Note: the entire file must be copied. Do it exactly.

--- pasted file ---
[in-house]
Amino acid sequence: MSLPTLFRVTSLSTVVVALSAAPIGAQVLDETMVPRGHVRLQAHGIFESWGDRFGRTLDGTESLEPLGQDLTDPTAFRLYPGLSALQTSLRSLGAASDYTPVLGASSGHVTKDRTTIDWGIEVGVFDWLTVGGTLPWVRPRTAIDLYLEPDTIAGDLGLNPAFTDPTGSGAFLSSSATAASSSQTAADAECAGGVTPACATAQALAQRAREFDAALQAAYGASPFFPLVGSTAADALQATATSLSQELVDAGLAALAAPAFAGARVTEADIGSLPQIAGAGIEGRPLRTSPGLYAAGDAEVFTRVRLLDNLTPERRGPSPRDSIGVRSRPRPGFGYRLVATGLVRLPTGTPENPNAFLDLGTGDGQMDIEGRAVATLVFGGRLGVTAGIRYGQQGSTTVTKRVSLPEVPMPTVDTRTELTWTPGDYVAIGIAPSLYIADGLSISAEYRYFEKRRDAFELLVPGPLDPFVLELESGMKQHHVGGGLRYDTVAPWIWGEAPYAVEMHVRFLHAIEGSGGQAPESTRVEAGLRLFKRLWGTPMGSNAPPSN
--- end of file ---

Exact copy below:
[in-house]
Amino acid sequence: MSLPTLFRVTSLSTVVVALSAAPIGAQVLDETMVPRGHVRLQAHGIFESWGDRFGRTLDGTESLEPLGQDLTDPTAFRLYPGLSALQTSLRSLGAASDYTPVLGASSGHVTKDRTTIDWGIEVGVFDWLTVGGTLPWVRPRTAIDLYLEPDTIAGDLGLNPAFTDPTGSGAFLSSSATAASSSQTAADAECAGGVTPACATAQALAQRAREFDAALQAAYGASPFFPLVGSTAADALQATATSLSQELVDAGLAALAAPAFAGARVTEADIGSLPQIAGAGIEGRPLRTSPGLYAAGDAEVFTRVRLLDNLTPERRGPSPRDSIGVRSRPRPGFGYRLVATGLVRLPTGTPENPNAFLDLGTGDGQMDIEGRAVATLVFGGRLGVTAGIRYGQQGSTTVTKRVSLPEVPMPTVDTRTELTWTPGDYVAIGIAPSLYIADGLSISAEYRYFEKRRDAFELLVPGPLDPFVLELESGMKQHHVGGGLRYDTVAPWIWGEAPYAVEMHVRFLHAIEGSGGQAPESTRVEAGLRLFKRLWGTPMGSNAPPSN